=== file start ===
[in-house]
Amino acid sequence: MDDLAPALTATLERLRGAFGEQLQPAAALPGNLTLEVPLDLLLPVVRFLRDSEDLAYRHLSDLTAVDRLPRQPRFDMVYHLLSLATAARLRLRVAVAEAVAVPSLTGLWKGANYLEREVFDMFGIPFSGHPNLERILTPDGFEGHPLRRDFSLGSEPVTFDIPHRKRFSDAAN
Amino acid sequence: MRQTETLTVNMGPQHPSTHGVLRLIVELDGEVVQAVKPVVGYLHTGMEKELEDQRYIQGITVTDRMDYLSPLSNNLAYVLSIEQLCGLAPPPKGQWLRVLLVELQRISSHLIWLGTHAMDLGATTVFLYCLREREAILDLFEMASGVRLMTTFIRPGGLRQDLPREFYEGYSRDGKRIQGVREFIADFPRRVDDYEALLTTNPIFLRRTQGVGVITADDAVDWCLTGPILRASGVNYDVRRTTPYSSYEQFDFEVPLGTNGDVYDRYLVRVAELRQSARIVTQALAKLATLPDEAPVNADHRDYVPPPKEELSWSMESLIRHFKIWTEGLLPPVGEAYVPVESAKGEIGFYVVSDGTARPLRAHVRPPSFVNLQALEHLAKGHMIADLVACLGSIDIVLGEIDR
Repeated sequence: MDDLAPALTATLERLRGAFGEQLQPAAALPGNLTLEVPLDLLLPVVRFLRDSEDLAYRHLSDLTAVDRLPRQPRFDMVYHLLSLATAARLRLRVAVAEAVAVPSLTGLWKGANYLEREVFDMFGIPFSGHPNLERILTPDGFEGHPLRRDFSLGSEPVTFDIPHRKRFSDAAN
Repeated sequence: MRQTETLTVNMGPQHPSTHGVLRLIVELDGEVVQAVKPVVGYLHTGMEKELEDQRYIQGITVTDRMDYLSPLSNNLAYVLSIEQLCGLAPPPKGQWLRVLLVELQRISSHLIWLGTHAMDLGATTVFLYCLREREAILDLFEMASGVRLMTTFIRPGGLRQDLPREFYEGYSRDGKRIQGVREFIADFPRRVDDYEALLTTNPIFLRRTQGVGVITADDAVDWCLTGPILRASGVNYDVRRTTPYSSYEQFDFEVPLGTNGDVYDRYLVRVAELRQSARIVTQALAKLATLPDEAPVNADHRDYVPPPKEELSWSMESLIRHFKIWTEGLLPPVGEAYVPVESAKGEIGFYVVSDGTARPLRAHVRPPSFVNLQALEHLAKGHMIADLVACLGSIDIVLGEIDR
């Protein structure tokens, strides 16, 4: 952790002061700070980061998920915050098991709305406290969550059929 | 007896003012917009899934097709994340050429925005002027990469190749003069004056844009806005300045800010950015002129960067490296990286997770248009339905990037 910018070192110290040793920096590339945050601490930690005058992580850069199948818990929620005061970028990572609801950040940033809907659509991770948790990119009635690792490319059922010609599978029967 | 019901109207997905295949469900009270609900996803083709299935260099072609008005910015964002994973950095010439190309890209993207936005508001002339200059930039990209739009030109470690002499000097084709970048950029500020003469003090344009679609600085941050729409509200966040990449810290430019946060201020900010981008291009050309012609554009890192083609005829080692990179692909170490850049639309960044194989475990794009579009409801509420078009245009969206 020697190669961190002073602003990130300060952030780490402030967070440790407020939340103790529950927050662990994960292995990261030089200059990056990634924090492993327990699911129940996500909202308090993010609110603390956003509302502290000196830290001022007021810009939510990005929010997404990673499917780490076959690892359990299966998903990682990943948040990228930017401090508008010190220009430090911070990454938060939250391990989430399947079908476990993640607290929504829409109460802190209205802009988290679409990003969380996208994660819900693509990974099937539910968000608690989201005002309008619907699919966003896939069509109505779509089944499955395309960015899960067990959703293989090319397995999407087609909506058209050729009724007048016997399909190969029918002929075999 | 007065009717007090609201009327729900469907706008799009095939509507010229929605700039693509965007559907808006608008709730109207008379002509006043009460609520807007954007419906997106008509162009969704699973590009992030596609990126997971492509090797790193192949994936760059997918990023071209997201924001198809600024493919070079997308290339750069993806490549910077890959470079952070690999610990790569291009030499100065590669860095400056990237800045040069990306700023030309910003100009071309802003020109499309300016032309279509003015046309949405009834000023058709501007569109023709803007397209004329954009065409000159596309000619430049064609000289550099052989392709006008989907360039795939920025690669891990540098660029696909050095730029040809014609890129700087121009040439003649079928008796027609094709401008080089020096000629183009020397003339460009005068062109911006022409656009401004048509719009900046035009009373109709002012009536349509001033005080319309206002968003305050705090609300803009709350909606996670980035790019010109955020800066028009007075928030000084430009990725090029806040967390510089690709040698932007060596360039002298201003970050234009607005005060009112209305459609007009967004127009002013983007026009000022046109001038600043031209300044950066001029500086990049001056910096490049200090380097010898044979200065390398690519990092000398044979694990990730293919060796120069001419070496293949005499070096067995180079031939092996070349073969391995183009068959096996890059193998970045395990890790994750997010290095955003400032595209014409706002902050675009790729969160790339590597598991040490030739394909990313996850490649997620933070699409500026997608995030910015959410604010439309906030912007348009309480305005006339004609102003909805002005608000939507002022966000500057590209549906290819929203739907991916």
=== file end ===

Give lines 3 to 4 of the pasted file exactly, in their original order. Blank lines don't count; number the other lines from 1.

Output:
Amino acid sequence: MRQTETLTVNMGPQHPSTHGVLRLIVELDGEVVQAVKPVVGYLHTGMEKELEDQRYIQGITVTDRMDYLSPLSNNLAYVLSIEQLCGLAPPPKGQWLRVLLVELQRISSHLIWLGTHAMDLGATTVFLYCLREREAILDLFEMASGVRLMTTFIRPGGLRQDLPREFYEGYSRDGKRIQGVREFIADFPRRVDDYEALLTTNPIFLRRTQGVGVITADDAVDWCLTGPILRASGVNYDVRRTTPYSSYEQFDFEVPLGTNGDVYDRYLVRVAELRQSARIVTQALAKLATLPDEAPVNADHRDYVPPPKEELSWSMESLIRHFKIWTEGLLPPVGEAYVPVESAKGEIGFYVVSDGTARPLRAHVRPPSFVNLQALEHLAKGHMIADLVACLGSIDIVLGEIDR
Repeated sequence: MDDLAPALTATLERLRGAFGEQLQPAAALPGNLTLEVPLDLLLPVVRFLRDSEDLAYRHLSDLTAVDRLPRQPRFDMVYHLLSLATAARLRLRVAVAEAVAVPSLTGLWKGANYLEREVFDMFGIPFSGHPNLERILTPDGFEGHPLRRDFSLGSEPVTFDIPHRKRFSDAAN